As economies grow from low- to middle-income and countries improve health outcomes, they are expected to transition away from health aid—external sources of health sector funding. It is a complex and challenging process. If mismanaged, the potential for backsliding (i.e., disease resurgence and reversal of health gains) is sizeable.

To help middle-income countries manage their transitions to domestically funded health systems, in recent years, various transition readiness assessment tools (TRAs) have been developed. TRAs can be used to determine: (1) whether a country is ready to graduate from donor support; (2) how transition will affect various aspects of the health, economic, and political system of the country; (3) where donor funds may need to be spent to bring a country closer to being transition-ready; and (4) whether the country’s progress will be sustained after transition from donor aid.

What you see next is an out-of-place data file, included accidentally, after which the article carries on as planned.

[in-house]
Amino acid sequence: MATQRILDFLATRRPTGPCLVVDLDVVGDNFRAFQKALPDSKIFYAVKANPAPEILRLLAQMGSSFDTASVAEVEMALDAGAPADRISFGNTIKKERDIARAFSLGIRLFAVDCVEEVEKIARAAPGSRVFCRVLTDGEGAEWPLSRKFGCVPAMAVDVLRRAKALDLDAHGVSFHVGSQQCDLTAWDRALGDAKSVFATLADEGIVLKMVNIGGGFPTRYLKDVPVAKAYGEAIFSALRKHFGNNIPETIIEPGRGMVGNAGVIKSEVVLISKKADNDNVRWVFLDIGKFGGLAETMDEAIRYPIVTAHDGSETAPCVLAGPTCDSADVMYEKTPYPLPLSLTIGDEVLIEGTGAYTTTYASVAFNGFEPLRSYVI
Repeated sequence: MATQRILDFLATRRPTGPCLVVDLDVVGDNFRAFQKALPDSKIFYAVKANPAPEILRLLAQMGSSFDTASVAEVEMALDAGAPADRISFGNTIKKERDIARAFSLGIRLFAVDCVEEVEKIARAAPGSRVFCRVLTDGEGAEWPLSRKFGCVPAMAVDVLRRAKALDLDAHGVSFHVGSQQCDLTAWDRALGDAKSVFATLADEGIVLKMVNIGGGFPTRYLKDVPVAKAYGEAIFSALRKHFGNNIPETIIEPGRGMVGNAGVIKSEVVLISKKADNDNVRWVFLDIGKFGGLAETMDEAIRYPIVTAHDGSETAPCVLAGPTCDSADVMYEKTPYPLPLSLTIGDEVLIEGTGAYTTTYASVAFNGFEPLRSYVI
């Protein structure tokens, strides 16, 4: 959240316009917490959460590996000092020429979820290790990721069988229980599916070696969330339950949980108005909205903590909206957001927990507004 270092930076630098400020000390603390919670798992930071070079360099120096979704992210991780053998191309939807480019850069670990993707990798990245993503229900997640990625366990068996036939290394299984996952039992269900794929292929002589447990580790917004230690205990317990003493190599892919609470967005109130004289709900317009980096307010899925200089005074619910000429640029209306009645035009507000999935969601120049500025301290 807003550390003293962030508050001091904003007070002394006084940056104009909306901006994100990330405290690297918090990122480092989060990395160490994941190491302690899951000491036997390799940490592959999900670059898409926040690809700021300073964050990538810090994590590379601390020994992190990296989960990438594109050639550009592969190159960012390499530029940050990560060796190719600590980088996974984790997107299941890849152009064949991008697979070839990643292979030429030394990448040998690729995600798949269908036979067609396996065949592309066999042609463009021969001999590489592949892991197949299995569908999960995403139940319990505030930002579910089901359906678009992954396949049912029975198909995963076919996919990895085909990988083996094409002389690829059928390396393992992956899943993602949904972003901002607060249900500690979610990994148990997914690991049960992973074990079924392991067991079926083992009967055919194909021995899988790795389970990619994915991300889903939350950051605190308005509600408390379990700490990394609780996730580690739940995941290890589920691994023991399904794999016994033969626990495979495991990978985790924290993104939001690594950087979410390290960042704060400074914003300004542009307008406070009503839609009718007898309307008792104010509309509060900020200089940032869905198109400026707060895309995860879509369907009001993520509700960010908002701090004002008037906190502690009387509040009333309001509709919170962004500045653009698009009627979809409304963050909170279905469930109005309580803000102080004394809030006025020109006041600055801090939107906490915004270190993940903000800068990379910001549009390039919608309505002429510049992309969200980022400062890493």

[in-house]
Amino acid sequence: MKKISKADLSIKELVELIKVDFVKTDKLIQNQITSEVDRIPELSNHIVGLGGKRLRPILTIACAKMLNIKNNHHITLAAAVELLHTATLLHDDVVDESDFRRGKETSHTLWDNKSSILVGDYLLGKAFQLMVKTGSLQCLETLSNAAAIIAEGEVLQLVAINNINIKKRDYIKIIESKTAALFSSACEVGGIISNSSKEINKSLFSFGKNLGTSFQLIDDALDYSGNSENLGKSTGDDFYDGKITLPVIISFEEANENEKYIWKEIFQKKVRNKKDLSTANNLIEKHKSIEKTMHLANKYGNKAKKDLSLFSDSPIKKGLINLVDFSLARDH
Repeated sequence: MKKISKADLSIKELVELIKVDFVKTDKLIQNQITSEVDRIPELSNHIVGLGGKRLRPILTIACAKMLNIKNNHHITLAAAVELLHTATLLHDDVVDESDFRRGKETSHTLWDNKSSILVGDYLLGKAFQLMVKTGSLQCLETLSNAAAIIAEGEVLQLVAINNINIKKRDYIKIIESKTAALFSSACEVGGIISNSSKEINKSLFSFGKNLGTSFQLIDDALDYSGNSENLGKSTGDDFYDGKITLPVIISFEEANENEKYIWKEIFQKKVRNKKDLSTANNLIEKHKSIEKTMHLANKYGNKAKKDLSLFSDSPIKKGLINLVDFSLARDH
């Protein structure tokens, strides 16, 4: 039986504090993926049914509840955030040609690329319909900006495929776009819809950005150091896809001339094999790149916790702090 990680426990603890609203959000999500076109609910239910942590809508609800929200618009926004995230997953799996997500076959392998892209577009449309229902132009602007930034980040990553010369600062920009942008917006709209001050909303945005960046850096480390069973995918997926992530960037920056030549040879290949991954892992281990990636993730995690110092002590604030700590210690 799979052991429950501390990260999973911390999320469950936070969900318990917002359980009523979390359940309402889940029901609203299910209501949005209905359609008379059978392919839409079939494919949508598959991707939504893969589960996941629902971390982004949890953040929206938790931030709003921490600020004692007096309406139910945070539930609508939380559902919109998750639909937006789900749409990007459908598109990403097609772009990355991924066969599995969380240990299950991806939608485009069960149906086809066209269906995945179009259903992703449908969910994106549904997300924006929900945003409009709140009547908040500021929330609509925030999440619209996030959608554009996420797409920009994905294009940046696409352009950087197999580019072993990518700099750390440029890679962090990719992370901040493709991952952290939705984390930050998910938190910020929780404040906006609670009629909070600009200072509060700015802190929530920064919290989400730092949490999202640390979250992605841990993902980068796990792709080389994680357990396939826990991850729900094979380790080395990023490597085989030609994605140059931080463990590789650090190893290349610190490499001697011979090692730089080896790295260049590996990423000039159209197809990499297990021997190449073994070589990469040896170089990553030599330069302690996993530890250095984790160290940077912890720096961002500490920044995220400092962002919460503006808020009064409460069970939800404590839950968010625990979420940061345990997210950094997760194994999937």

To understand the benefits and limitations of TRAs, we analyzed existing tools to provide insight into the current landscape of TRAs and opportunities for guiding transition planning and supporting the sustainability of health programs and systems.

All eight health-sector TRAs were introduced after 2015, suggesting that there is growing demand for transition planning support and assessment instruments. TRAs have helped the transition planning and preparedness process in several ways.

Read the full article about healthcare transition readiness assessment tools by Wenhui Mao, Kaci Kennedy McDade, Heather Hille, and Mackenzie Zepeda at Brookings.